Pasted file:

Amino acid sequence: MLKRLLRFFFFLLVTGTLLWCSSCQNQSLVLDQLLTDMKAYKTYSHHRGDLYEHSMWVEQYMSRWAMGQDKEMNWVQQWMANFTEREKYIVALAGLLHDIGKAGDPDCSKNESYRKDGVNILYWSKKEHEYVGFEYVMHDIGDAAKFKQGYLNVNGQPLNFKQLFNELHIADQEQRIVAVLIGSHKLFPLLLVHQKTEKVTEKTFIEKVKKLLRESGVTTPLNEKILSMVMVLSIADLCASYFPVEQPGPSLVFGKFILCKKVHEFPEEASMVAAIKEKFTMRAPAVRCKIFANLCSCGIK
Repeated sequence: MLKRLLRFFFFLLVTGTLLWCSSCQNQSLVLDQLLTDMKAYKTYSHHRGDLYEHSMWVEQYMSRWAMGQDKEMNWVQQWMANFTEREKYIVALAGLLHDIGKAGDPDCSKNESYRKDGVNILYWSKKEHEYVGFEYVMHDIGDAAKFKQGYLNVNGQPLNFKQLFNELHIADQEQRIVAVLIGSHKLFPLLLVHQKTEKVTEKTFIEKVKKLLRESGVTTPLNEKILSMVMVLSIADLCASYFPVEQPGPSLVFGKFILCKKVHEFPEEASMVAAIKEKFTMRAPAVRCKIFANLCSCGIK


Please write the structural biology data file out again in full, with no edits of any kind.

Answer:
Amino acid sequence: MLKRLLRFFFFLLVTGTLLWCSSCQNQSLVLDQLLTDMKAYKTYSHHRGDLYEHSMWVEQYMSRWAMGQDKEMNWVQQWMANFTEREKYIVALAGLLHDIGKAGDPDCSKNESYRKDGVNILYWSKKEHEYVGFEYVMHDIGDAAKFKQGYLNVNGQPLNFKQLFNELHIADQEQRIVAVLIGSHKLFPLLLVHQKTEKVTEKTFIEKVKKLLRESGVTTPLNEKILSMVMVLSIADLCASYFPVEQPGPSLVFGKFILCKKVHEFPEEASMVAAIKEKFTMRAPAVRCKIFANLCSCGIK
Repeated sequence: MLKRLLRFFFFLLVTGTLLWCSSCQNQSLVLDQLLTDMKAYKTYSHHRGDLYEHSMWVEQYMSRWAMGQDKEMNWVQQWMANFTEREKYIVALAGLLHDIGKAGDPDCSKNESYRKDGVNILYWSKKEHEYVGFEYVMHDIGDAAKFKQGYLNVNGQPLNFKQLFNELHIADQEQRIVAVLIGSHKLFPLLLVHQKTEKVTEKTFIEKVKKLLRESGVTTPLNEKILSMVMVLSIADLCASYFPVEQPGPSLVFGKFILCKKVHEFPEEASMVAAIKEKFTMRAPAVRCKIFANLCSCGIK